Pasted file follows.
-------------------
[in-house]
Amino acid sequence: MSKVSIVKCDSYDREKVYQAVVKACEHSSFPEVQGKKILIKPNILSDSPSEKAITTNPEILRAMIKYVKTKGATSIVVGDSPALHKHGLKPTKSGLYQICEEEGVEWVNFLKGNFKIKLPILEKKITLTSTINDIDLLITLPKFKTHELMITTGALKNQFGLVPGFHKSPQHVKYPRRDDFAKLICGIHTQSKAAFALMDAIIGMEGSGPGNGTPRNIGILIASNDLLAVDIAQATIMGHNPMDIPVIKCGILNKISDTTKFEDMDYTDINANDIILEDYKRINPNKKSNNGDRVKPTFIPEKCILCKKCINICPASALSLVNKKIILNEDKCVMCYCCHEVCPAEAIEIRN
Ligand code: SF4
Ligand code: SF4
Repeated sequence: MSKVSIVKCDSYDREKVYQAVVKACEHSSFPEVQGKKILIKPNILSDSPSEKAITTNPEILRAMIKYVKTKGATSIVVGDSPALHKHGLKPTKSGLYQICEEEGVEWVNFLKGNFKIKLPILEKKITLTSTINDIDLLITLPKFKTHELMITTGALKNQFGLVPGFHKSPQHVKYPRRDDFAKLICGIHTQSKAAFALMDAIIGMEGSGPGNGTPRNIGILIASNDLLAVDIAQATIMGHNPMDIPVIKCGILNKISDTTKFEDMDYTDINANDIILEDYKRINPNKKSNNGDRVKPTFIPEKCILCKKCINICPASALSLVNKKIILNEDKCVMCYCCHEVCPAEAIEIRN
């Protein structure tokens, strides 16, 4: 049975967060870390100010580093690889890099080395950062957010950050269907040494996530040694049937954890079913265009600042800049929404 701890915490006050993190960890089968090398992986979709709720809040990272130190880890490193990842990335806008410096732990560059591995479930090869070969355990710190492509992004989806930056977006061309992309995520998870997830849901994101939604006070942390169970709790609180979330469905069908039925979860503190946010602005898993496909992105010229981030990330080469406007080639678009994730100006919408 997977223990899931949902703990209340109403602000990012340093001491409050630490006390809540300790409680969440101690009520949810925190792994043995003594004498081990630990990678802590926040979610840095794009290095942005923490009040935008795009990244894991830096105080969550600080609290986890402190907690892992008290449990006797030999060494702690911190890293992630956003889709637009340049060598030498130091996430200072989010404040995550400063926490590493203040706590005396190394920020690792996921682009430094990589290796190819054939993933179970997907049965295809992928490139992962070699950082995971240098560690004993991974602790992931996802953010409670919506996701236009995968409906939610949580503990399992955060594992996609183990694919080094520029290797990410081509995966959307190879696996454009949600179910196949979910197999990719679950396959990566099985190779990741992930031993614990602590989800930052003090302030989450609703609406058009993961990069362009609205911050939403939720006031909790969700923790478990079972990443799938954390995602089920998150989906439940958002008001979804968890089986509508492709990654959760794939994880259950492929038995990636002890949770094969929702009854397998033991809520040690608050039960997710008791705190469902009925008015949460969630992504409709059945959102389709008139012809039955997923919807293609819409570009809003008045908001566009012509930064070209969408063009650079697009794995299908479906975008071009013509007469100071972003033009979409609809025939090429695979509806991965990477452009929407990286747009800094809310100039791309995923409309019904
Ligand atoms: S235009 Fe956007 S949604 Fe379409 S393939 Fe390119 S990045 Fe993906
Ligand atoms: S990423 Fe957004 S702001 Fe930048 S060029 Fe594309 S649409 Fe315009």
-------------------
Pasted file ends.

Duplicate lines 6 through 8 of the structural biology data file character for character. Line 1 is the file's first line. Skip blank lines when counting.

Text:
């Protein structure tokens, strides 16, 4: 049975967060870390100010580093690889890099080395950062957010950050269907040494996530040694049937954890079913265009600042800049929404 701890915490006050993190960890089968090398992986979709709720809040990272130190880890490193990842990335806008410096732990560059591995479930090869070969355990710190492509992004989806930056977006061309992309995520998870997830849901994101939604006070942390169970709790609180979330469905069908039925979860503190946010602005898993496909992105010229981030990330080469406007080639678009994730100006919408 997977223990899931949902703990209340109403602000990012340093001491409050630490006390809540300790409680969440101690009520949810925190792994043995003594004498081990630990990678802590926040979610840095794009290095942005923490009040935008795009990244894991830096105080969550600080609290986890402190907690892992008290449990006797030999060494702690911190890293992630956003889709637009340049060598030498130091996430200072989010404040995550400063926490590493203040706590005396190394920020690792996921682009430094990589290796190819054939993933179970997907049965295809992928490139992962070699950082995971240098560690004993991974602790992931996802953010409670919506996701236009995968409906939610949580503990399992955060594992996609183990694919080094520029290797990410081509995966959307190879696996454009949600179910196949979910197999990719679950396959990566099985190779990741992930031993614990602590989800930052003090302030989450609703609406058009993961990069362009609205911050939403939720006031909790969700923790478990079972990443799938954390995602089920998150989906439940958002008001979804968890089986509508492709990654959760794939994880259950492929038995990636002890949770094969929702009854397998033991809520040690608050039960997710008791705190469902009925008015949460969630992504409709059945959102389709008139012809039955997923919807293609819409570009809003008045908001566009012509930064070209969408063009650079697009794995299908479906975008071009013509007469100071972003033009979409609809025939090429695979509806991965990477452009929407990286747009800094809310100039791309995923409309019904
Ligand atoms: S235009 Fe956007 S949604 Fe379409 S393939 Fe390119 S990045 Fe993906
Ligand atoms: S990423 Fe957004 S702001 Fe930048 S060029 Fe594309 S649409 Fe315009």